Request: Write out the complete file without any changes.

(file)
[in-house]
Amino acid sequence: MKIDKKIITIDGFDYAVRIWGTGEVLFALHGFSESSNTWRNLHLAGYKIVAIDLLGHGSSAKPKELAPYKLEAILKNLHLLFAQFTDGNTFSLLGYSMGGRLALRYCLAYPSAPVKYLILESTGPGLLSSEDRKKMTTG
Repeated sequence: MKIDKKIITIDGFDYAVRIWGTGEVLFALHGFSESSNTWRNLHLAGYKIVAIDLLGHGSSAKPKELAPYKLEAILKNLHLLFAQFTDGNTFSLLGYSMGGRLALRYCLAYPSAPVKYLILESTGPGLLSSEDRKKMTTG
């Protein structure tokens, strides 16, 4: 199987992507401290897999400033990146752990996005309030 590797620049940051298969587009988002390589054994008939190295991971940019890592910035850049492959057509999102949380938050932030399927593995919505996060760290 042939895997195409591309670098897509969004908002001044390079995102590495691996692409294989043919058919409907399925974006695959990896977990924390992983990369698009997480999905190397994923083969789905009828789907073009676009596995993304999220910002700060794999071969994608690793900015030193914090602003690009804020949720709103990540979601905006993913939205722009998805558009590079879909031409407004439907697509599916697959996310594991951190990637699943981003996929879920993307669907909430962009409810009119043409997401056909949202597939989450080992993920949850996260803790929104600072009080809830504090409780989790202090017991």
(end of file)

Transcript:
[in-house]
Amino acid sequence: MKIDKKIITIDGFDYAVRIWGTGEVLFALHGFSESSNTWRNLHLAGYKIVAIDLLGHGSSAKPKELAPYKLEAILKNLHLLFAQFTDGNTFSLLGYSMGGRLALRYCLAYPSAPVKYLILESTGPGLLSSEDRKKMTTG
Repeated sequence: MKIDKKIITIDGFDYAVRIWGTGEVLFALHGFSESSNTWRNLHLAGYKIVAIDLLGHGSSAKPKELAPYKLEAILKNLHLLFAQFTDGNTFSLLGYSMGGRLALRYCLAYPSAPVKYLILESTGPGLLSSEDRKKMTTG
């Protein structure tokens, strides 16, 4: 199987992507401290897999400033990146752990996005309030 590797620049940051298969587009988002390589054994008939190295991971940019890592910035850049492959057509999102949380938050932030399927593995919505996060760290 042939895997195409591309670098897509969004908002001044390079995102590495691996692409294989043919058919409907399925974006695959990896977990924390992983990369698009997480999905190397994923083969789905009828789907073009676009596995993304999220910002700060794999071969994608690793900015030193914090602003690009804020949720709103990540979601905006993913939205722009998805558009590079879909031409407004439907697509599916697959996310594991951190990637699943981003996929879920993307669907909430962009409810009119043409997401056909949202597939989450080992993920949850996260803790929104600072009080809830504090409780989790202090017991």